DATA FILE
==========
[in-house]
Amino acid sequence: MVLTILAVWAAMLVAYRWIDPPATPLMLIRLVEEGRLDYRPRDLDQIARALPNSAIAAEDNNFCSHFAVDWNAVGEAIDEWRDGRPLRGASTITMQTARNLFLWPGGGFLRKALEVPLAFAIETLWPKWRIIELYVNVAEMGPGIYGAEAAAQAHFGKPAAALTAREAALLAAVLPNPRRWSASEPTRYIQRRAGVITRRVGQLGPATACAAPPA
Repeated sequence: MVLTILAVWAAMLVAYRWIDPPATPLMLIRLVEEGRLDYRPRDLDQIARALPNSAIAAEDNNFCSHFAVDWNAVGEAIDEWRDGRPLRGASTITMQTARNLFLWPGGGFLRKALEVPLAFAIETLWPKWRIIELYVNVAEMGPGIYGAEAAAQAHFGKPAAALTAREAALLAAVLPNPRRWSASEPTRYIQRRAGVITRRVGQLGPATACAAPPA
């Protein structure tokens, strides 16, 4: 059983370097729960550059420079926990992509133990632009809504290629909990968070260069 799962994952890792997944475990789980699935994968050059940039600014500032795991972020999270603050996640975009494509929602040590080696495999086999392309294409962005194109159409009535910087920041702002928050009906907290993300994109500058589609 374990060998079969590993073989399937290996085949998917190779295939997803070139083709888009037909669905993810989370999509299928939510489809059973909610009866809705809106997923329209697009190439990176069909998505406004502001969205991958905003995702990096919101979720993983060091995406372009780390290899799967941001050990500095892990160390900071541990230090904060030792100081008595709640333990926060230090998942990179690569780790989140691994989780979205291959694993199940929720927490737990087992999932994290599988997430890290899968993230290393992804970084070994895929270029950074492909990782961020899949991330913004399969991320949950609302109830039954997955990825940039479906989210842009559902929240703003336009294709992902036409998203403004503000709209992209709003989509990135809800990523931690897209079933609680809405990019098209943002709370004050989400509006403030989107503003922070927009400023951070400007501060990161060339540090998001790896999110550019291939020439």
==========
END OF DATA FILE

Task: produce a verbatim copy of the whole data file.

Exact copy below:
[in-house]
Amino acid sequence: MVLTILAVWAAMLVAYRWIDPPATPLMLIRLVEEGRLDYRPRDLDQIARALPNSAIAAEDNNFCSHFAVDWNAVGEAIDEWRDGRPLRGASTITMQTARNLFLWPGGGFLRKALEVPLAFAIETLWPKWRIIELYVNVAEMGPGIYGAEAAAQAHFGKPAAALTAREAALLAAVLPNPRRWSASEPTRYIQRRAGVITRRVGQLGPATACAAPPA
Repeated sequence: MVLTILAVWAAMLVAYRWIDPPATPLMLIRLVEEGRLDYRPRDLDQIARALPNSAIAAEDNNFCSHFAVDWNAVGEAIDEWRDGRPLRGASTITMQTARNLFLWPGGGFLRKALEVPLAFAIETLWPKWRIIELYVNVAEMGPGIYGAEAAAQAHFGKPAAALTAREAALLAAVLPNPRRWSASEPTRYIQRRAGVITRRVGQLGPATACAAPPA
């Protein structure tokens, strides 16, 4: 059983370097729960550059420079926990992509133990632009809504290629909990968070260069 799962994952890792997944475990789980699935994968050059940039600014500032795991972020999270603050996640975009494509929602040590080696495999086999392309294409962005194109159409009535910087920041702002928050009906907290993300994109500058589609 374990060998079969590993073989399937290996085949998917190779295939997803070139083709888009037909669905993810989370999509299928939510489809059973909610009866809705809106997923329209697009190439990176069909998505406004502001969205991958905003995702990096919101979720993983060091995406372009780390290899799967941001050990500095892990160390900071541990230090904060030792100081008595709640333990926060230090998942990179690569780790989140691994989780979205291959694993199940929720927490737990087992999932994290599988997430890290899968993230290393992804970084070994895929270029950074492909990782961020899949991330913004399969991320949950609302109830039954997955990825940039479906989210842009559902929240703003336009294709992902036409998203403004503000709209992209709003989509990135809800990523931690897209079933609680809405990019098209943002709370004050989400509006403030989107503003922070927009400023951070400007501060990161060339540090998001790896999110550019291939020439």